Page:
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Zombie legal reform?: Judicial and Administrative Law Developments after the Fourth Plenum

Date: May 5, 2021 (Wednesday)

Time: 20:00 – 21:00 (Hong Kong Time)

In the latter half of the Hu Jintao / Wen Jiabao administration, there was a common perception amongst scholars of Chinese law that the formal legal system and, in particular, adjudication of disputes, was being afforded a lesser priority, amidst increasing concerns over the maintenance of “social stability”. By contrast, rhetoric about the legal system which accompanied the new administration of Xi Jinping and Li Keqiang in 2012, as well as appointments of respected legal figures to leading positions throughout the party-state legal hierarchy, delivered an impression that China might be on the cusp of a renewed “turn towards law”. To be sure, from the earliest days of the new administration, there remained clear indications that trends restricting the space for legal and other advocacy in China would continue even amidst any new prioritization of formal legal process. But the 2014 Decision of the Fourth Plenum of the 18th Party Congress seemed to augur well for new rounds of judicial and administrative law reform. Against that backdrop, this presentation will grapple with the formidable obstacles to judicial and administrative law reform that have become strikingly apparent in the years since that Fourth Plenum Decision.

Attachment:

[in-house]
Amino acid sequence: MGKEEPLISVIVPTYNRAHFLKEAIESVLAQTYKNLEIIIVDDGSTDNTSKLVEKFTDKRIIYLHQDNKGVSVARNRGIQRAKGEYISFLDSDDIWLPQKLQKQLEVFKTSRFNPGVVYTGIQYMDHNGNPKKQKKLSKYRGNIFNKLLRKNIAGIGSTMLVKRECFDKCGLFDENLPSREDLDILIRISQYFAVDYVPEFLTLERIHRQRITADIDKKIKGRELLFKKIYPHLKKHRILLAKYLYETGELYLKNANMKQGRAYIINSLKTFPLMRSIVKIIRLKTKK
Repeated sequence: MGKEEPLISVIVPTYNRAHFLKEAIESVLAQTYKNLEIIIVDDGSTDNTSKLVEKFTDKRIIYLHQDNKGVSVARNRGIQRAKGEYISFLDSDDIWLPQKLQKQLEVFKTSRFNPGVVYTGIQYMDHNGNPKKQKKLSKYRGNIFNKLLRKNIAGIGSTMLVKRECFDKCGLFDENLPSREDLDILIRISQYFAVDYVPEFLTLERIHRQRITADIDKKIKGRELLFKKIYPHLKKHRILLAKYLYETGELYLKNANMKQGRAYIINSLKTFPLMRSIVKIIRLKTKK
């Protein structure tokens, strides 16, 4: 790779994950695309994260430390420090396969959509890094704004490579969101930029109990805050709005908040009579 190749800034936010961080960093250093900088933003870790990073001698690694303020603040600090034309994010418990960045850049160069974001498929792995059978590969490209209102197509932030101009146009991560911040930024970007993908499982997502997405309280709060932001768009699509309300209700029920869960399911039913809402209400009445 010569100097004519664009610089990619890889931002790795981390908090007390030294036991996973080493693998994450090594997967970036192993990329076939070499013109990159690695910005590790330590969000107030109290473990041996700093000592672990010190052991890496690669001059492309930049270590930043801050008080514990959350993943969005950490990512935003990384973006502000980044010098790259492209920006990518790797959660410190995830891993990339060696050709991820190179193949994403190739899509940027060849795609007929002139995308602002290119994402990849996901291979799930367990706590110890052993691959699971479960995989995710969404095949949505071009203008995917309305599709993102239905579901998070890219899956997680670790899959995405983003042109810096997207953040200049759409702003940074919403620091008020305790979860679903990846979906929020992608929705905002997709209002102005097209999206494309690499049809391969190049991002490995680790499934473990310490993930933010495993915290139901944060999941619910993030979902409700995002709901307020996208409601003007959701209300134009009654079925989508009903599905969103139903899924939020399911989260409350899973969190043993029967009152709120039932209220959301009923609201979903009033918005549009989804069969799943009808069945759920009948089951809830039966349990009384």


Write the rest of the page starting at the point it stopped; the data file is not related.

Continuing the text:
Neysun A. Mahboubi

Research Scholar, Center for the Study of Contemporary China
Ronald O. Perelman Center for Political Science and Economics
University of Pennsylvania


Angela Zhang

Associate Professor & Director of Centre for Chinese Law
The University of Hong Kong

Susan Finder

Distinguished Scholar in Residence
Peking University School of Transnational Law

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